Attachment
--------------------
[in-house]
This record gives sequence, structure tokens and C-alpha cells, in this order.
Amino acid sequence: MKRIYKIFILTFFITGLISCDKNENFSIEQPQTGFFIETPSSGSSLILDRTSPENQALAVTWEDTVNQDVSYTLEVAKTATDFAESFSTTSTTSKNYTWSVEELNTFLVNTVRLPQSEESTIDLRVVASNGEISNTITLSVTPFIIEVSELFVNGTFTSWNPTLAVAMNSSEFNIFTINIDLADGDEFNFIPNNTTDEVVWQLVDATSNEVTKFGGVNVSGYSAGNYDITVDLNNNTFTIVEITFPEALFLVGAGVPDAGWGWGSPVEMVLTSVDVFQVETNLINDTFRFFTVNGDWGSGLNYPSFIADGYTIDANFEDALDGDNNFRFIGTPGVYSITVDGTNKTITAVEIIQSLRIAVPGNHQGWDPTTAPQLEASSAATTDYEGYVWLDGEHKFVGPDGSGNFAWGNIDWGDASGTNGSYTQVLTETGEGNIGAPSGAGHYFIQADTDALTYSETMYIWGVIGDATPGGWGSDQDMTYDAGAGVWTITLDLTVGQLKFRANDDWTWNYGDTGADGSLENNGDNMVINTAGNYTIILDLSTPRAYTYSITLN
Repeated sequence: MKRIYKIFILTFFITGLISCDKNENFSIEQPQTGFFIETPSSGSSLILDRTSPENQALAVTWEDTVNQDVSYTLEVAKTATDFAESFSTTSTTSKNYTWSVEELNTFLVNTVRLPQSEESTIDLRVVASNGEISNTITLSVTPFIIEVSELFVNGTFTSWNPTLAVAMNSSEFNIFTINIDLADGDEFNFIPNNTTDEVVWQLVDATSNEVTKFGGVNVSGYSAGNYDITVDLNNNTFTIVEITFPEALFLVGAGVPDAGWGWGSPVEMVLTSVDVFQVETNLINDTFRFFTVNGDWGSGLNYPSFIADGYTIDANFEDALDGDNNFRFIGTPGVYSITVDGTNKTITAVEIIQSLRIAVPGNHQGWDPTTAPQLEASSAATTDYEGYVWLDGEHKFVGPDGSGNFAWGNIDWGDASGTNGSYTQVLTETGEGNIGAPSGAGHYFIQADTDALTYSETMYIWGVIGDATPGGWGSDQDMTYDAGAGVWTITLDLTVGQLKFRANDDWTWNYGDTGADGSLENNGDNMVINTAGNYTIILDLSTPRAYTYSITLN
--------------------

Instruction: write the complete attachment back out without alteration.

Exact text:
[in-house]
This record gives sequence, structure tokens and C-alpha cells, in this order.
Amino acid sequence: MKRIYKIFILTFFITGLISCDKNENFSIEQPQTGFFIETPSSGSSLILDRTSPENQALAVTWEDTVNQDVSYTLEVAKTATDFAESFSTTSTTSKNYTWSVEELNTFLVNTVRLPQSEESTIDLRVVASNGEISNTITLSVTPFIIEVSELFVNGTFTSWNPTLAVAMNSSEFNIFTINIDLADGDEFNFIPNNTTDEVVWQLVDATSNEVTKFGGVNVSGYSAGNYDITVDLNNNTFTIVEITFPEALFLVGAGVPDAGWGWGSPVEMVLTSVDVFQVETNLINDTFRFFTVNGDWGSGLNYPSFIADGYTIDANFEDALDGDNNFRFIGTPGVYSITVDGTNKTITAVEIIQSLRIAVPGNHQGWDPTTAPQLEASSAATTDYEGYVWLDGEHKFVGPDGSGNFAWGNIDWGDASGTNGSYTQVLTETGEGNIGAPSGAGHYFIQADTDALTYSETMYIWGVIGDATPGGWGSDQDMTYDAGAGVWTITLDLTVGQLKFRANDDWTWNYGDTGADGSLENNGDNMVINTAGNYTIILDLSTPRAYTYSITLN
Repeated sequence: MKRIYKIFILTFFITGLISCDKNENFSIEQPQTGFFIETPSSGSSLILDRTSPENQALAVTWEDTVNQDVSYTLEVAKTATDFAESFSTTSTTSKNYTWSVEELNTFLVNTVRLPQSEESTIDLRVVASNGEISNTITLSVTPFIIEVSELFVNGTFTSWNPTLAVAMNSSEFNIFTINIDLADGDEFNFIPNNTTDEVVWQLVDATSNEVTKFGGVNVSGYSAGNYDITVDLNNNTFTIVEITFPEALFLVGAGVPDAGWGWGSPVEMVLTSVDVFQVETNLINDTFRFFTVNGDWGSGLNYPSFIADGYTIDANFEDALDGDNNFRFIGTPGVYSITVDGTNKTITAVEIIQSLRIAVPGNHQGWDPTTAPQLEASSAATTDYEGYVWLDGEHKFVGPDGSGNFAWGNIDWGDASGTNGSYTQVLTETGEGNIGAPSGAGHYFIQADTDALTYSETMYIWGVIGDATPGGWGSDQDMTYDAGAGVWTITLDLTVGQLKFRANDDWTWNYGDTGADGSLENNGDNMVINTAGNYTIILDLSTPRAYTYSITLN